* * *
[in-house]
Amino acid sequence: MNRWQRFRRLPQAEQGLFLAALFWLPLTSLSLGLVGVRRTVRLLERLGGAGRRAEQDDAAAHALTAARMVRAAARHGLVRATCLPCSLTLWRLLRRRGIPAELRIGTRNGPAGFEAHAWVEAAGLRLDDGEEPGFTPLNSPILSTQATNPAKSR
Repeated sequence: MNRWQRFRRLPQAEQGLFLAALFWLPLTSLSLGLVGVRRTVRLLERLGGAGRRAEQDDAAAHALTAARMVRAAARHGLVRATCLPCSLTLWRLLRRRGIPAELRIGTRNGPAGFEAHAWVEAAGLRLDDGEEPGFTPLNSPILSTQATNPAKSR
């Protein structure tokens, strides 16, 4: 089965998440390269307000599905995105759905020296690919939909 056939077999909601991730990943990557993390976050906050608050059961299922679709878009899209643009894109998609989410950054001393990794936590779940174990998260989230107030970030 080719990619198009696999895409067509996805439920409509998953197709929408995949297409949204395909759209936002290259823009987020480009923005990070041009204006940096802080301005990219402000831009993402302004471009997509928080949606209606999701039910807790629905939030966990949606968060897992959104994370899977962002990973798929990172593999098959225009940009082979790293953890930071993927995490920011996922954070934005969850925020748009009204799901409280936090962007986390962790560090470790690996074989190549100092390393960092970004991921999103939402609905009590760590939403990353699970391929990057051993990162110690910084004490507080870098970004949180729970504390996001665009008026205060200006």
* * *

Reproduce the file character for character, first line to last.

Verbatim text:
[in-house]
Amino acid sequence: MNRWQRFRRLPQAEQGLFLAALFWLPLTSLSLGLVGVRRTVRLLERLGGAGRRAEQDDAAAHALTAARMVRAAARHGLVRATCLPCSLTLWRLLRRRGIPAELRIGTRNGPAGFEAHAWVEAAGLRLDDGEEPGFTPLNSPILSTQATNPAKSR
Repeated sequence: MNRWQRFRRLPQAEQGLFLAALFWLPLTSLSLGLVGVRRTVRLLERLGGAGRRAEQDDAAAHALTAARMVRAAARHGLVRATCLPCSLTLWRLLRRRGIPAELRIGTRNGPAGFEAHAWVEAAGLRLDDGEEPGFTPLNSPILSTQATNPAKSR
């Protein structure tokens, strides 16, 4: 089965998440390269307000599905995105759905020296690919939909 056939077999909601991730990943990557993390976050906050608050059961299922679709878009899209643009894109998609989410950054001393990794936590779940174990998260989230107030970030 080719990619198009696999895409067509996805439920409509998953197709929408995949297409949204395909759209936002290259823009987020480009923005990070041009204006940096802080301005990219402000831009993402302004471009997509928080949606209606999701039910807790629905939030966990949606968060897992959104994370899977962002990973798929990172593999098959225009940009082979790293953890930071993927995490920011996922954070934005969850925020748009009204799901409280936090962007986390962790560090470790690996074989190549100092390393960092970004991921999103939402609905009590760590939403990353699970391929990057051993990162110690910084004490507080870098970004949180729970504390996001665009008026205060200006």